|Judge Charles F. Wennerstrum (Lucas County Historical Society collection)|
|Brig. Gen. Telford Taylor|
We got to talking the other day about "famous" Lucas Countyans and kind of concluded that there weren't any, although fame is a relative state and some of our neighbors certainly have been --- and still are --- widely known in various circles.
One of those was Judge Charles F. Wennerstrum (1889-1986), a Chariton lawyer who was elected to the Iowa Supreme Court bench in 1941 and continued to serve, including two years as chief justice, until 1958. (Justices were elected, rather than appointed, at that time.)
In 1947, Judge Wennerstrum was named chief of a three-judge civilian judicial panel that presided over one of 12 trials in Nuremberg conducted in U.S. Military courts for lesser German military and civilian leaders charged with war crimes --- those farther up the hierarchy already had been tried before the International Military Tribunal in what generally are called the Nuremberg Trials. Judge Wennerstrum presided over one of what generally are called the "Subsequent Nuremberg Trials."
The trial, which commenced during July of 1947 and concluded in February of 1948, involved 12 German commanders accused of war crimes in the mass slaughter of civilians in Greece, Albania and Yugoslavia. Of the 12 defendants, one killed himself, one was given deferred status because of health problems, two were acquitted and eight were convicted --- and received terms ranging up to life imprisonment.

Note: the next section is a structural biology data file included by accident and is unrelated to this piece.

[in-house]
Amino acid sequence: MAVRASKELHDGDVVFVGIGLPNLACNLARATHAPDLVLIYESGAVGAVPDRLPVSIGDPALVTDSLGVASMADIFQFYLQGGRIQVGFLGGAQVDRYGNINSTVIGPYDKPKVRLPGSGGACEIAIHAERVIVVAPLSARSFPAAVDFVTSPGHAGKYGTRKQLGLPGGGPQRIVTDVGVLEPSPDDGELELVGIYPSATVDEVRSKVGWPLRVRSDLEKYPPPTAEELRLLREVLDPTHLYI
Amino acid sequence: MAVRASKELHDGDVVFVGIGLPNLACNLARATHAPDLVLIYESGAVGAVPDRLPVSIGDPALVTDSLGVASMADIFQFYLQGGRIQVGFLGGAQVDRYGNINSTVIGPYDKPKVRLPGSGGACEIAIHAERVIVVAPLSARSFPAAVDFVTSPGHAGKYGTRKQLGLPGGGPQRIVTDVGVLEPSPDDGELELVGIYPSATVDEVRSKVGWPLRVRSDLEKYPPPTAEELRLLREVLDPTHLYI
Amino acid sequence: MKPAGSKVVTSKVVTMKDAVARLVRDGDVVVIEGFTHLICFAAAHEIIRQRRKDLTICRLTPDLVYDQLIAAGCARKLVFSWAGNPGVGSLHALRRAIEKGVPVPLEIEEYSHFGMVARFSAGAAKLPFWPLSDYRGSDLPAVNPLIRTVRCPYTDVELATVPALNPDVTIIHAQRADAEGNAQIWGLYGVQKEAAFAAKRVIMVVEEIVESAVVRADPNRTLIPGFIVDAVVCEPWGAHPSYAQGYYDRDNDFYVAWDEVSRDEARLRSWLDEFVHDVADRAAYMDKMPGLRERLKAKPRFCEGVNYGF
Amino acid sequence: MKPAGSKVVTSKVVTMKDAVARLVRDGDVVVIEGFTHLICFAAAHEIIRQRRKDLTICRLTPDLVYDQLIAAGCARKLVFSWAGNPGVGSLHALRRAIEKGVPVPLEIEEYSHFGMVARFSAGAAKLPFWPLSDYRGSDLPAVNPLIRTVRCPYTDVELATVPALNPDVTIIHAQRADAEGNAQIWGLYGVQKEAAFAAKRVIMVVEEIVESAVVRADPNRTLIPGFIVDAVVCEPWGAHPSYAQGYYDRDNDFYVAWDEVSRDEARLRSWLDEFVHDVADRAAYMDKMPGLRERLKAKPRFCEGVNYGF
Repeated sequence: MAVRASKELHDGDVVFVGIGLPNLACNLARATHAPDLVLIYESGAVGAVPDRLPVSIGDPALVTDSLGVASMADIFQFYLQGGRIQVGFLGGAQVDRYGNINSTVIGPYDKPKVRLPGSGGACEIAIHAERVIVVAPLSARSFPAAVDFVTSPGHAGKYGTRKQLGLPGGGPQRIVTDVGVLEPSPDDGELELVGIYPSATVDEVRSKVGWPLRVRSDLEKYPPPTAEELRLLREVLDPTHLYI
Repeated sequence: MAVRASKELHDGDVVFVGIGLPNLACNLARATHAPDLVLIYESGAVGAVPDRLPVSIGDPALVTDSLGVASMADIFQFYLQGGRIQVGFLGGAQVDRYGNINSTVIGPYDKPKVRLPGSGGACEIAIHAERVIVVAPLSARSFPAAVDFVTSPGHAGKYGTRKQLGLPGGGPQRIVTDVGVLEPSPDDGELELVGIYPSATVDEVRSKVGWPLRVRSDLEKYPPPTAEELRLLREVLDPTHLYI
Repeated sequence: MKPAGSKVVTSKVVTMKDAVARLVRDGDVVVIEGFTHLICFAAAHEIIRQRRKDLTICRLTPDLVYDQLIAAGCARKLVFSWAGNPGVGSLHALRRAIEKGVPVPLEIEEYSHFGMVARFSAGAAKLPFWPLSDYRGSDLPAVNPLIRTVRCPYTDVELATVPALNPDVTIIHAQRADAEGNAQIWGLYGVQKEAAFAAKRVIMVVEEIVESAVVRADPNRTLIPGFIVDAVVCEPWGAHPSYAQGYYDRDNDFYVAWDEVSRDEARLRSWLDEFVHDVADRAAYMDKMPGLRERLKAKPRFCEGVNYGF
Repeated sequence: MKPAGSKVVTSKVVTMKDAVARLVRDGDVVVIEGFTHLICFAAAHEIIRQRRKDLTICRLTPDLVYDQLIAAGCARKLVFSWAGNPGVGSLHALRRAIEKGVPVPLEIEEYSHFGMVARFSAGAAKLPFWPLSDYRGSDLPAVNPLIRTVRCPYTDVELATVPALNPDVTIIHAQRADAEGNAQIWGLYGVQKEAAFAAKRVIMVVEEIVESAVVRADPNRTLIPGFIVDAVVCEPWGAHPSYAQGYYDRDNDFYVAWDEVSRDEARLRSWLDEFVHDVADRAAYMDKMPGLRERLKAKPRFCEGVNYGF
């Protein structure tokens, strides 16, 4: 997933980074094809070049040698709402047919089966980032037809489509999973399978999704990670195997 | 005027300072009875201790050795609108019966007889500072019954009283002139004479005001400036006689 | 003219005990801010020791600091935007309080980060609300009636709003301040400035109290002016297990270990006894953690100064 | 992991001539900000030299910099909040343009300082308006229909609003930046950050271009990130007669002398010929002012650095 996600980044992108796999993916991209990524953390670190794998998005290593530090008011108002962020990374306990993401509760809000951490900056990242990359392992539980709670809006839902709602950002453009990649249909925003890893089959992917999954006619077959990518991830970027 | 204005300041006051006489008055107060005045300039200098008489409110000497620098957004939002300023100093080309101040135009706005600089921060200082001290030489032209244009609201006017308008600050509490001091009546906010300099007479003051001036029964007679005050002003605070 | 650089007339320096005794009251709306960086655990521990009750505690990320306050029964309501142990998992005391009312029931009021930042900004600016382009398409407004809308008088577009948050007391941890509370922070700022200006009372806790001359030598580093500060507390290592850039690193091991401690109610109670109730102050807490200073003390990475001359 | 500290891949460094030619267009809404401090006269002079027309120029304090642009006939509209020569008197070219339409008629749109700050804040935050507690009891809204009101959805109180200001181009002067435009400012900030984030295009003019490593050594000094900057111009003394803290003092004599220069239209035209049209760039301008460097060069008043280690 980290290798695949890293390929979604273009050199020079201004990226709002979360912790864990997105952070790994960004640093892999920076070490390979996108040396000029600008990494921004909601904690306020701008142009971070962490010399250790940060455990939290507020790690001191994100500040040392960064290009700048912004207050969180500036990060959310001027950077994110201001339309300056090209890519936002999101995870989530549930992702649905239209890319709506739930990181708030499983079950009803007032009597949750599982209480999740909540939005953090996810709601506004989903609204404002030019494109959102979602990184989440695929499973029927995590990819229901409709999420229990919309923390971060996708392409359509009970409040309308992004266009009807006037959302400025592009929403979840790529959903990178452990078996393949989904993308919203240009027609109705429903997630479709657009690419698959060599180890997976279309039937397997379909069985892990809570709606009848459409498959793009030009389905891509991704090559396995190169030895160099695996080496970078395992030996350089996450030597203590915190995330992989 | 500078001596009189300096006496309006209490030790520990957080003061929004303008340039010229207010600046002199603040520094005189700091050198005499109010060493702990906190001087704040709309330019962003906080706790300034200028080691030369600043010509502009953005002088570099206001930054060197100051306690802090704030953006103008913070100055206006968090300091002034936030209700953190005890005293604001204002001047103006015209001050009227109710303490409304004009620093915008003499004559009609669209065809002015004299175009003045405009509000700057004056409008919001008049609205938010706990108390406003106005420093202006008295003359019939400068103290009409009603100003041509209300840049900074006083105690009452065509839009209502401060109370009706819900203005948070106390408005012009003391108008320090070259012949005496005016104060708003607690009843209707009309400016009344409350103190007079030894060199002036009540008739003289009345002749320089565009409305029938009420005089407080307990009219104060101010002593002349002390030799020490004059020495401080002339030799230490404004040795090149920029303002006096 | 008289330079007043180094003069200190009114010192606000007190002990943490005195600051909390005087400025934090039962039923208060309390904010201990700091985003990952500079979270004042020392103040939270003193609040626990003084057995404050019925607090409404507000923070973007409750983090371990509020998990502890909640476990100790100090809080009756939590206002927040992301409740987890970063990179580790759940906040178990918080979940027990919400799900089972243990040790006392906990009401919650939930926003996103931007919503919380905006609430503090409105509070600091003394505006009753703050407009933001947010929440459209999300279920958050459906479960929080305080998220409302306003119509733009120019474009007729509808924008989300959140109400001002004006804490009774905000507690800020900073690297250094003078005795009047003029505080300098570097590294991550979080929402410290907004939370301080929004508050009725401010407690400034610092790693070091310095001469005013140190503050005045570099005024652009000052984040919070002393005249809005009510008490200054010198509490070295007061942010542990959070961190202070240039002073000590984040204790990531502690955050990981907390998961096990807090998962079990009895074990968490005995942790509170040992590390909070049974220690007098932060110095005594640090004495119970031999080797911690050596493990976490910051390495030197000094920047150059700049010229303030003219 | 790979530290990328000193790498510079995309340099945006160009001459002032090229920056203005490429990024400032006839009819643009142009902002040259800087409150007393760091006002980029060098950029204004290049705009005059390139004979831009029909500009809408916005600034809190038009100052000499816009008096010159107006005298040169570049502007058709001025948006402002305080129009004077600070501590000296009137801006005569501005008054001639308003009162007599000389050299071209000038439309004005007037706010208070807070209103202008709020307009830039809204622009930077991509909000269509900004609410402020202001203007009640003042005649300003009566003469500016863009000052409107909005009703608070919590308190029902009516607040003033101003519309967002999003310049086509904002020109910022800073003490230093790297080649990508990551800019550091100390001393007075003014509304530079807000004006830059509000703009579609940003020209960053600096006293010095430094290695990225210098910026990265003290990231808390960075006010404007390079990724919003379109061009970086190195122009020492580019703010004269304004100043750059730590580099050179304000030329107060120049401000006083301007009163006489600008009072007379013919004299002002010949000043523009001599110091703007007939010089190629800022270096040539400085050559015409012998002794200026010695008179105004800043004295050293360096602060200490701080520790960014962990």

Judge Wennerstrum received brief worldwide attention after his trial concluded and he was asked by a reporter from The Chicago Tribune for his assessment of the trial process.
Wennerstrum was a plain-spoken man and expressed his opinion that justice had been done and agreed that the trials should continue. He did, however, suggest that the trials might better have been conducted before the international tribunal rather than in a U.S. military court.
"The victor is never an unbiased judge of war crime guilt," he said. "A neutral, third party should have held the trials."
He also suggested that some of the U.S. prosecutors were more interested in furthering their own careers than in seeing justice done. ''The trials were to have convinced the Germans of the guilt of their leaders,'' he said. ''They convinced the Germans merely that they lost the war to tough conquerors.''